Ferdinand point out that Saussure died in 1913 and

Ferdinand de Saussure, a Swiss linguist often considered to be the father of semiology, left quite an influence upon structural linguists that came after him. He received a doctorate from the University of Leipzig in 1881 and soon after began various ambitious types of projects. Queries regarding the nature of language along with the methodology of linguistics were fundamental concerns for Saussure. Some of these projects he later on abandoned, while others were never published. During 1907 he was in charge of a general linguistics course at a university for a specific set of students. He actually restructured this course each time he gave it.

Questions concerning the means by which a message is produced by language, and what is included as part of the identification of a word, were of utmost importance to him. In fact he returns to the central question about identification of a word, numerous times in his work ‘Course in General Linguistics’. It is imperative to point out that Saussure died in 1913 and left behind no extensive notes regarding his theory. This resulted in the editors of the book having to rely solely on the unusually detailed notes of the small amount of students that attended his lectures, in order to complete the book. His former colleagues, to show their appreciation of his lectures, gathered the original manuscript notes of Saussure along with the notebooks of his students. Despite the fact that ‘Course in General Linguistics’ indeed turned out to be a very influential book in the twentieth-century, it is important to approach the text within a broader context since Saussure was not the actual one who wrote it. Unfortunately, upon publication many argued that the final text was rather misleading, including one of his scholars Simon Bouquet. He argued that the text was rather a very bad misrepresentation of Saussure’s ideas.

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What is language? According to Saussure it is a system made of signs. “Noises count as language only when they serve to express or communicate ideas; otherwise they are just noise” (Culler, 1991, p.28). Forming a core element for semiotics are the terms ‘signifier’ and ‘signified’. These two entities only exist as components of said ‘sign’. ‘Signifier’ is known as the word or the pointing finger, while ‘signified’ is the concept or meaning that is being indicated by the signifier. It can be said that a signifier without the signified is merely noise. On the other hand the signified without the signifier is practically impossible. Having an arbitrary type of relationship, signifiers can change over a period of time within the same language. The meaning takes place only when an agreement is made by the people that the sound combination indicates a specific object or idea. “It must indeed be conceded that Saussure’s explanation of what he means by ‘arbitrary’ is fairly casual” (Holdcroft, 1991, p.53). At the same time it should be taken into consideration the fact that it was quite natural for him  to introduce key distinctions rather sketchily before developing them into further detail. With that said, each language has the ability to construct a separate reality. For instance, eskimos have eight different words for snow, therefore their experience is clearly different from ours. This further emphasizes that every way of life constructs a different reality. Emphasis is made upon the fact that the linguistic sign does not unite a thing with a name, rather a concept with the sound-image. The latter is mainly the psychological impact or impression that the sound leaves on the individual. The simplest possible explanation is that Saussure’s implication was that words are what name the objects. With relevance to speech alone, upon pronouncing a word, a visual image is perceived by the listener, and speech is therefore understood. Importance is given to several different concepts that go on in the individual’s mind. The sound is uttered and perceived, the automatic reaction of the brain identifies the sound with the idea, and the cultural aspect helps in assigning the word to its’ idea. Any discussion between two individuals has three main elements: the language, the listener and the the speaker.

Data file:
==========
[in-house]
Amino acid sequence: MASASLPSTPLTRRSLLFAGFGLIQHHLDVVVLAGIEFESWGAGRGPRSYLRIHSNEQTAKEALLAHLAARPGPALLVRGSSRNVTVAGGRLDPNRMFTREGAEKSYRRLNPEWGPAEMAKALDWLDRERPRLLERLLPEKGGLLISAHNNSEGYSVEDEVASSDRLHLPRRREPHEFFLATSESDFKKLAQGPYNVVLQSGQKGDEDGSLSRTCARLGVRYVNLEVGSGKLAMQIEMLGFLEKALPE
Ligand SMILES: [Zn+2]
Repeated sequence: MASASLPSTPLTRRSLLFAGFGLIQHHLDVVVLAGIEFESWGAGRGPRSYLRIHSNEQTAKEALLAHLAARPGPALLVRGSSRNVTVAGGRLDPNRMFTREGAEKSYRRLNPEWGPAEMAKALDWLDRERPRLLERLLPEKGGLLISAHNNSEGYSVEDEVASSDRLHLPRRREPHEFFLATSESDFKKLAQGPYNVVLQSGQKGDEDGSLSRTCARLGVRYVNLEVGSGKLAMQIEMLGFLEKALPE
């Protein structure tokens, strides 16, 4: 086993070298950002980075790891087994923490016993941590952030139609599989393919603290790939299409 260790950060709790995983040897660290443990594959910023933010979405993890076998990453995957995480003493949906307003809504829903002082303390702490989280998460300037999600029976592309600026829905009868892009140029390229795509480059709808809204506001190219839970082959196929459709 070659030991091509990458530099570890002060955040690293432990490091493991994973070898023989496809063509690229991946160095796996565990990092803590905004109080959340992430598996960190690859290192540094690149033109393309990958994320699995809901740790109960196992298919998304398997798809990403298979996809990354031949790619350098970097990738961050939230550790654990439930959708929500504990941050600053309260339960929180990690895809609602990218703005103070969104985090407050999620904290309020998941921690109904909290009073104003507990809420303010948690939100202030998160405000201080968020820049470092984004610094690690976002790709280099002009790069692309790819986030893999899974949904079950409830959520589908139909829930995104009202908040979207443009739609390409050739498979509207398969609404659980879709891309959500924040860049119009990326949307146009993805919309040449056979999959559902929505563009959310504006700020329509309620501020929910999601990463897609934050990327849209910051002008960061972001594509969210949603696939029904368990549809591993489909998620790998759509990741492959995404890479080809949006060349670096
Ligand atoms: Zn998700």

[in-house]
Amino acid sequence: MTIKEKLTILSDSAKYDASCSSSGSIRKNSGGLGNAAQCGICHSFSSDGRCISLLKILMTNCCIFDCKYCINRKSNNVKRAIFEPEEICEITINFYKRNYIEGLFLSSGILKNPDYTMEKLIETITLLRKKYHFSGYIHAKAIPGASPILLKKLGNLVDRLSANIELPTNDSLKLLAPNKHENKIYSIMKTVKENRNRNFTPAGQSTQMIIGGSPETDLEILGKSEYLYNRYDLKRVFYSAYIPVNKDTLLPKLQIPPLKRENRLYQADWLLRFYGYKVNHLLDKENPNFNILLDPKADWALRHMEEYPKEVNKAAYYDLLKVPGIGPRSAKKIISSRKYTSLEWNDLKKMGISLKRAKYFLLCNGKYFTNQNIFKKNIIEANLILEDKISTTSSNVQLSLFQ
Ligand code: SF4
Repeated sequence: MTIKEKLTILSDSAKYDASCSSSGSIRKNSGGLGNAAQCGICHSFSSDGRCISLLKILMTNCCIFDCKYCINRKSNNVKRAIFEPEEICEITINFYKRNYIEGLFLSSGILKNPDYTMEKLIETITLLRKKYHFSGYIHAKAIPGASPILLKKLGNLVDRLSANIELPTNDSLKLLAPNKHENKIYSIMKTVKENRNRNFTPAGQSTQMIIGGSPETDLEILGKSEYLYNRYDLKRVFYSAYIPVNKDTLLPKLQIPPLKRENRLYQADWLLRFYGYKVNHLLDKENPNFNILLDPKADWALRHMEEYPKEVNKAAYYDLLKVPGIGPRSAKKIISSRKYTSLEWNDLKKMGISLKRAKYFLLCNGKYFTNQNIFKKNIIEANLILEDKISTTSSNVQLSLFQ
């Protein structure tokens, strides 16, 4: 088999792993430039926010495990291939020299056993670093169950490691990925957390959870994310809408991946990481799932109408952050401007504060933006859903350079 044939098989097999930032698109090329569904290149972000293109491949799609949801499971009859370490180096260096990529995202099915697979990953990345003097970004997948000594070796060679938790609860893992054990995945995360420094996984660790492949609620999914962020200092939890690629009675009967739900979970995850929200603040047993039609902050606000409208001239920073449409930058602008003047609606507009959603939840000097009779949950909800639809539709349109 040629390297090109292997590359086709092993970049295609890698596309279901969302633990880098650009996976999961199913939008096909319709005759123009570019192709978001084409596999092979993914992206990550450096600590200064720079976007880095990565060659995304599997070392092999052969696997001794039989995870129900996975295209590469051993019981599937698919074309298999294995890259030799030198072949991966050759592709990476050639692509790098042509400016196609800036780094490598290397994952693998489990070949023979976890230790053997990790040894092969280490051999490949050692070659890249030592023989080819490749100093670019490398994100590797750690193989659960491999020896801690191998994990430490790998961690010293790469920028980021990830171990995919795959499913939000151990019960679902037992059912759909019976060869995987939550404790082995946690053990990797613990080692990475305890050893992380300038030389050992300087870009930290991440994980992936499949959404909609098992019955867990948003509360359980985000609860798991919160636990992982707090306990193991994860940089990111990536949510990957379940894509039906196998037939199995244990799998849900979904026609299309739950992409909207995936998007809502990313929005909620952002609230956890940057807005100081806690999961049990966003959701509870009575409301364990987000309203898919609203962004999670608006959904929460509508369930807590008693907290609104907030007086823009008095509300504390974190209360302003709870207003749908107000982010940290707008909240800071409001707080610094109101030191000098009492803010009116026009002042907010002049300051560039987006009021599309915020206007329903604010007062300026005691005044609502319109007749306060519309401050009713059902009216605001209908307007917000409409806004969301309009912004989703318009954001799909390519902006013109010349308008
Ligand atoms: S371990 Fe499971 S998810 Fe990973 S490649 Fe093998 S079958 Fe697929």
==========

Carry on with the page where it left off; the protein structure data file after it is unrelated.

An interesting comparison can be made between Saussure’s theory of sign and Charles Sanders Peirce’s theory of sign. In opposition to Saussure’s dichotomy system, Peirce provided a theory which focuses on a trichotomy system. He classified ‘sign’ using the three following aspects; the representatum, the referent and the interpretant. The first aspect of Peirce, the ‘representatum’, is consistent with the ‘signifier’ of Saussure, however in Peirce’s theory it does not necessarily have to be materialistic. On the other hand, what Saussure termed as ‘signified’, is split into the other two concepts by Peirce. The ‘referent’ indicates what is being represented by the sign, which could be both concrete or abstract. ‘Interpretant’ refers to possible meanings which the ‘representatum’ would reveal about the ‘referent’. Another contrast between these two can be made with regards to the limitations of the sign. Saussure focused on the study of behaviour, whereas Peirce focused on logical thinking. Saussure came to the conclusion that individuals deliver a sign with a specific implication intentionally. He tried to explain that not everything in life can be considered as a sign, thereby implying that there is indeed a limitation for the sign. Moreover this shows that a sign is subject to a mutually agreed upon concept by all individuals in the culture itself. Nevertheless he also argued that in spite of the previously mentioned, an arbitrary characteristic is still intact. This means that all in all the same ‘sign’ can still produce numerous meanings depending on the interpretation. Peirce was, in contrast, captivated with the prospect of how human beings think. The basis of his theory relies on the fact that anything can be a sign, “as long as it has the ability to represent something according to the individual’s interpretation and thought” (Mohd Yakin, Halina Sendera, Totu, & Andreas, 2014, p.7). Peirce’s principle of sign incorporates all that can be   generated by individuals or other, as long as it can be understood by the human mind.